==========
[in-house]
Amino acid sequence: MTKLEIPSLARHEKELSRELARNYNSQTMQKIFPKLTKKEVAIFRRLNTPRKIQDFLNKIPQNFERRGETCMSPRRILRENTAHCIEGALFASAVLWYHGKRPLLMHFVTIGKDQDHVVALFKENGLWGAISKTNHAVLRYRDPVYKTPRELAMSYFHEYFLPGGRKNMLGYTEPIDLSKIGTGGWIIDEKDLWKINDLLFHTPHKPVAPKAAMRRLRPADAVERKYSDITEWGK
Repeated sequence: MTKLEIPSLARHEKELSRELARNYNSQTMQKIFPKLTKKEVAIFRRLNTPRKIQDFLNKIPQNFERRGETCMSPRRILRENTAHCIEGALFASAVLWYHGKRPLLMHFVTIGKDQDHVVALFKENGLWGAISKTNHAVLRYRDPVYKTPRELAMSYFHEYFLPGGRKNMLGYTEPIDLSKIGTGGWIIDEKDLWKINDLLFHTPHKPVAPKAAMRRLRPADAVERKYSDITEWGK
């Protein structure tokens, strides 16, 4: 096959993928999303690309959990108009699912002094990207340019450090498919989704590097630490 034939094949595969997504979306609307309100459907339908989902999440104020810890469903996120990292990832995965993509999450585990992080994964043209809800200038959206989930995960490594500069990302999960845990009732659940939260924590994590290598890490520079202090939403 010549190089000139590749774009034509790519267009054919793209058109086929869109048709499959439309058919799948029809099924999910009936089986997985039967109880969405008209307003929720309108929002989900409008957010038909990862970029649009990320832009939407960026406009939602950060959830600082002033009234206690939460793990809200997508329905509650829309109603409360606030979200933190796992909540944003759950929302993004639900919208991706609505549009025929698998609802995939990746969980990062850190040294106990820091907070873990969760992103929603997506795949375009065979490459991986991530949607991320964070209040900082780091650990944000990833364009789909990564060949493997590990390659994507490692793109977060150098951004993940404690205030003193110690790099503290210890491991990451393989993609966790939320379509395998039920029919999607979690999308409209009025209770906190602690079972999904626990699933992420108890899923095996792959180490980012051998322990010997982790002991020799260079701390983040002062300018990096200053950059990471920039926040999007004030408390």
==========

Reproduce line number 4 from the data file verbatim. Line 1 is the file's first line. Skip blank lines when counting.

């Protein structure tokens, strides 16, 4: 096959993928999303690309959990108009699912002094990207340019450090498919989704590097630490 034939094949595969997504979306609307309100459907339908989902999440104020810890469903996120990292990832995965993509999450585990992080994964043209809800200038959206989930995960490594500069990302999960845990009732659940939260924590994590290598890490520079202090939403 010549190089000139590749774009034509790519267009054919793209058109086929869109048709499959439309058919799948029809099924999910009936089986997985039967109880969405008209307003929720309108929002989900409008957010038909990862970029649009990320832009939407960026406009939602950060959830600082002033009234206690939460793990809200997508329905509650829309109603409360606030979200933190796992909540944003759950929302993004639900919208991706609505549009025929698998609802995939990746969980990062850190040294106990820091907070873990969760992103929603997506795949375009065979490459991986991530949607991320964070209040900082780091650990944000990833364009789909990564060949493997590990390659994507490692793109977060150098951004993940404690205030003193110690790099503290210890491991990451393989993609966790939320379509395998039920029919999607979690999308409209009025209770906190602690079972999904626990699933992420108890899923095996792959180490980012051998322990010997982790002991020799260079701390983040002062300018990096200053950059990471920039926040999007004030408390």